The Trump administration is open to allowing some countries to continue importing Iranian oil, despite promises to tighten the screws on Tehran and any country that continues doing business with the Islamic Republic, according to U.S. officials who confirmed to the Washington Free Beacon that some nations may get a temporary pass from a cadre of new sanctions set to be imposed next month.
The latest concessions come amid a widening battle in the Trump administration over the severity of new sanctions set to be imposed on Iran early next month. While top officials in the Trump administration, including President Trump himself, have vowed to crack down on global business dealings with Iran, some officials have been working to lessen the severity of these sanctions through waivers and other concessions that would help Iran's ailing economy.
Trump administration officials told the Free Beacon in June they are "not granting waivers" to some countries importing Iranian oil, but walked that statement back late Monday when a U.S. official disclosed it is now actively working to grant "individual countries" waivers from the new oil sanctions.
This new stance is triggering criticism from some Iran hawks and comes amid disparate statements about the administration's willingness to grant other concessions, such as preserving Iran's access to international financial markets, as the Free Beacon first reported on Monday.
A U.S. government official confirmed late Monday the administration is engaged in a process to selectively grant waivers to certain countries still importing Iranian oil.
"The United States is in the midst of an internal process to consider SRE waivers for individual countries," the official confirmed. "We continue to discuss our Iran policy with our counterparts around the world and the implications of our re-imposition of sanctions previously lifted or waived under the JCPOA."
The administration is still committed to pressuring the globe to cease Iranian oil imports, the official said.
"Our goal remains to get to zero oil imports from Iran as quickly as possible, ideally by November 4," when the full spectrum of sanctions are re-imposed on Iran. "We are prepared to work with countries that are reducing their imports on a case-by-case basis."
The current stance differs drastically from the administration's position just four months ago, when Trump was pressuring his administration to fully enforce U.S. sanctions on Iran.
"We view this [oil] as one of our top national security priorities," a senior administration official told the Free Beacon at the time. "I think the predisposition would be no, we're not granting waivers."
As the administration fights an internal battle over just how far to go with its new sanctions, Iran hawks on Capitol Hill are growing concerned.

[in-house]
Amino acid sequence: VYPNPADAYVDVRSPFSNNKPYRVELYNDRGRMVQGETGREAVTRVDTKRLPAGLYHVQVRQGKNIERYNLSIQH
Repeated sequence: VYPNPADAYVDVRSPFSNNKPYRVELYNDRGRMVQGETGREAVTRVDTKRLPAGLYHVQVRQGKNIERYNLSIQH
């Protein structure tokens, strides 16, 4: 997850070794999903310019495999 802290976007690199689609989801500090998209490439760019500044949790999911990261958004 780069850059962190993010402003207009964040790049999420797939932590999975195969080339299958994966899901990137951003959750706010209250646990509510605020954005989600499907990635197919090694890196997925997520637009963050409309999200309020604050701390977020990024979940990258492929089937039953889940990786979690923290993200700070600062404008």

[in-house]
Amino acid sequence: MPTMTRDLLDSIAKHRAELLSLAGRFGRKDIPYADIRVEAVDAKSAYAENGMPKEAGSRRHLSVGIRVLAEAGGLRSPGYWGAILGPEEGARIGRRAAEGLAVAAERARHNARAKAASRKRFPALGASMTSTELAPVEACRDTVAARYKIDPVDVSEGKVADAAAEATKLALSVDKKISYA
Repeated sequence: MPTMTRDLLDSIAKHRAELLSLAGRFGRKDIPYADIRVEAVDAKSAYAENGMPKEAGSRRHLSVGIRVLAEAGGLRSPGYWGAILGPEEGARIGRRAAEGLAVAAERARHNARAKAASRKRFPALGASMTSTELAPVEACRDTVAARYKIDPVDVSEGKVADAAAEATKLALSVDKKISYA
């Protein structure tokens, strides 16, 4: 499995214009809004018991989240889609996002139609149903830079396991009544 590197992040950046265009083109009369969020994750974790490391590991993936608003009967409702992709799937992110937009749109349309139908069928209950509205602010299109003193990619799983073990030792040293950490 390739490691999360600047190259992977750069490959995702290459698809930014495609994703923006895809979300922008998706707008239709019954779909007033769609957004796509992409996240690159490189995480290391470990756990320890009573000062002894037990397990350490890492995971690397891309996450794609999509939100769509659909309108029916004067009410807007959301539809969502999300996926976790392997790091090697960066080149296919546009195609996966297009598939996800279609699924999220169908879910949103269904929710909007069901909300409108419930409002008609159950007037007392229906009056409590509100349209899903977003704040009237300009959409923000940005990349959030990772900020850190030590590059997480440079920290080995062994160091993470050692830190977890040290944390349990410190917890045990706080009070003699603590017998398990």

"In recent weeks, administration officials have stopped briefing about ‘maximum pressure,' which is what President Trump instructed them to impose," a senior GOP congressional staffer familiar with the issue told the Free Beacon.
"Instead they're talking about ‘sufficient pressure,' which is their language for allowing banks to keep Iran connected to the global financial system, including through SWIFT or with oil waivers," the source said, referring to new efforts by officials in the Treasury Department and European allies to keep Iran connected to the premier international banking system.
"These officials are planning to announce that it's OK to give banks waivers because re-imposed sanctions on businesses are sufficient," the source explained. "That might be their opinion. It's certainly not the opinion of President Trump, it's not what he told them to do, and it's not how Congress is going to proceed moving forward."
SWIFT leaders were in Washington, D.C., last week holding meetings with Trump administration officials to ensure that Iran retains its access to the international banking system. The administration is said to have softened its stance of nixing Iran from SWIFT as European allies mount a pressure campaign.
Some veteran Iran watchers cautioned against criticizing the administration for its decision to consider oil waivers, telling the Free Beacon it is very difficult for nations to cut their imports to zero in the matter of months.
"I don't think anyone believed it was technically possible to go to zero in six months if we wanted to replace Iranian oil barrel for barrel from other suppliers, ensuring the price of oil doesn't spike and ensuring that the brunt of our sanctions pressure falls on Iran rather than our allies," said Richard Goldberg, a former senior Senate staffer who helped write the original Iran sanctions legislation.
"That said, a maximum pressure campaign is a no spin zone; the numbers will reveal whether countries are trying to go to zero or just doing the bare minimum to win waivers," said Goldberg, now a senior adviser to the Foundation for Defense of Democracies. "State's been pushing very hard on this, they deserve a lot of credit for their efforts, so let's see what they come up with before criticizing. I only wish we'd see the same level of effort from Treasury on disconnecting Iranian banks from SWIFT."